Effective communication is the key for any global business. English is the international common tongue, and when you enter the professional platform you are expected to be fluent. With so many Asians migrating to the States, it has become compulsory to understand and to be understood by the people you would work with.
Even if you are an engineer, you cannot be nonchalant about your verbal skills, saying that you understand the core subject and that is enough. Well, while it is absolutely necessary to have thorough insight on your core field but you still have to communicate that. And without a proficiency in a language, it may be difficult for you to make progress. This may be one of the reasons why startups are failing at such a high rate- while entrepreneurs spend more time building the product, they are not spending enough time trying to sell it properly to get proper investments. You might have the most brilliant idea, but if you don’t know to get it across, you are stumped. English is a preferred language in the corporate world, and all small businesses and big reputed organizations, rely on English as a medium of communication- from emails to presentations.
When you apply for a job, and go for the interview, the first thing the interviewer would make notice is of what you reply to the question, “How are you doing?” You say “I’m good”, and you may piss off the interviewer in the beginning itself. May sound a bit stereotypical, but a person with poor communication skills is often equated to being unintelligent in the beginning. So the first step in preparing for your job interview is to get your grammar in place and your words to flow fluently. Fluent English also shows confidence. Answering to the questions to the point by using the language effectively is very much required to remain employed. The reality is that the companies consider the candidate’s ability or inability to speak fluently in English as one of the major selection criterion.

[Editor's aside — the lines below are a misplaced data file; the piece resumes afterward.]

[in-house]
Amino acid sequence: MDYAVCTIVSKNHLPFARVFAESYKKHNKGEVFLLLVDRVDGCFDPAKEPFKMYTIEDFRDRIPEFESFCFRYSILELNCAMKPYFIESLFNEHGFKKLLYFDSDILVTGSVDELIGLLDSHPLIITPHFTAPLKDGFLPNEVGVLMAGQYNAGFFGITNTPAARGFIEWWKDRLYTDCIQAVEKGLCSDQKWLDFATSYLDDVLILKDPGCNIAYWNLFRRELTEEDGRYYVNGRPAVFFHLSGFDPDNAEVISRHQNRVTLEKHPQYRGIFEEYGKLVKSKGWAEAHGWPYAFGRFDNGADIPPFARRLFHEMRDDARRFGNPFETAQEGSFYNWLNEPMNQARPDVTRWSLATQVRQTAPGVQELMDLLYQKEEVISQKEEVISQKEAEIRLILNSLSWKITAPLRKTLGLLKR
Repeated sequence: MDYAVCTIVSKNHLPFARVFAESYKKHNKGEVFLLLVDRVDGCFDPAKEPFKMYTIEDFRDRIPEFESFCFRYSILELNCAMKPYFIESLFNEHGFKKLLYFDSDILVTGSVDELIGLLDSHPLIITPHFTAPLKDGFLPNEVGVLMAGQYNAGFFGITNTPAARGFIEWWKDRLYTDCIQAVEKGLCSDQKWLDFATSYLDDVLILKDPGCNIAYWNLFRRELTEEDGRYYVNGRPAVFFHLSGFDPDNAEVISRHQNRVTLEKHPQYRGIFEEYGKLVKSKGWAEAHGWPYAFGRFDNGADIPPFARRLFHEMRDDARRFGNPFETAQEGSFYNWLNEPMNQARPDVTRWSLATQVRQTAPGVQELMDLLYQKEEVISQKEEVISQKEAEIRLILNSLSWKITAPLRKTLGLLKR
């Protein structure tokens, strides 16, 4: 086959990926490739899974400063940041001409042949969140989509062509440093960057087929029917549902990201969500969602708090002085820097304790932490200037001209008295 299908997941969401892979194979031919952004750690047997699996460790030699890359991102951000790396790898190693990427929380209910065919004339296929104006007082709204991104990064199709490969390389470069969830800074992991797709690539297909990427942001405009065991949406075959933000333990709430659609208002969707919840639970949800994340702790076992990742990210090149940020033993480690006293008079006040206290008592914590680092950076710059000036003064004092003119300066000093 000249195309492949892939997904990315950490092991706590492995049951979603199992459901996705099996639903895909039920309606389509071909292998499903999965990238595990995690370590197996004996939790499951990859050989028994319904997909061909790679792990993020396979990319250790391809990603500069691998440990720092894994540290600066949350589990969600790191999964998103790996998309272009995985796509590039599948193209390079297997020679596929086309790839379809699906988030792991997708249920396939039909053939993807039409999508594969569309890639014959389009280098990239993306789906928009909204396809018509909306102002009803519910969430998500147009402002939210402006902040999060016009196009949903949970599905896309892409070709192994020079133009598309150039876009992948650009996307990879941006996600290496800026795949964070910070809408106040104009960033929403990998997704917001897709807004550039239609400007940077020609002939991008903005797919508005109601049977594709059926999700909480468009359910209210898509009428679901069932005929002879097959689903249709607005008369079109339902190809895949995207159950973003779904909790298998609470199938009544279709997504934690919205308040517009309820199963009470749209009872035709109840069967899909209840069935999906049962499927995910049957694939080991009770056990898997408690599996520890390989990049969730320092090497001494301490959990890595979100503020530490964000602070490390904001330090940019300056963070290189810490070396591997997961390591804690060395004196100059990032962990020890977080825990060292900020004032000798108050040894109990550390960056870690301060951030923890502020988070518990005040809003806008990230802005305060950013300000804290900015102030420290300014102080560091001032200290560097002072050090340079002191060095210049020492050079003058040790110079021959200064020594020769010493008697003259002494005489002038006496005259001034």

Apart from the verbal language skills, it is equally important for professionals to be coherent in written English as well. This may include the instructions given by a boss to his employees, reports and presentations, promotion emails and messages, written business contracts, or even sales letters and brochures. You’ll be surprised to know that the English you speak is very different from the one you use for formal purposes. Even improper punctuations can lead to disastrous miscommunications.
Business is all about building relationships, and relationships sustain only on effective communications. English makes it easier to build effective networks across the planet, affecting and influencing a larger audience.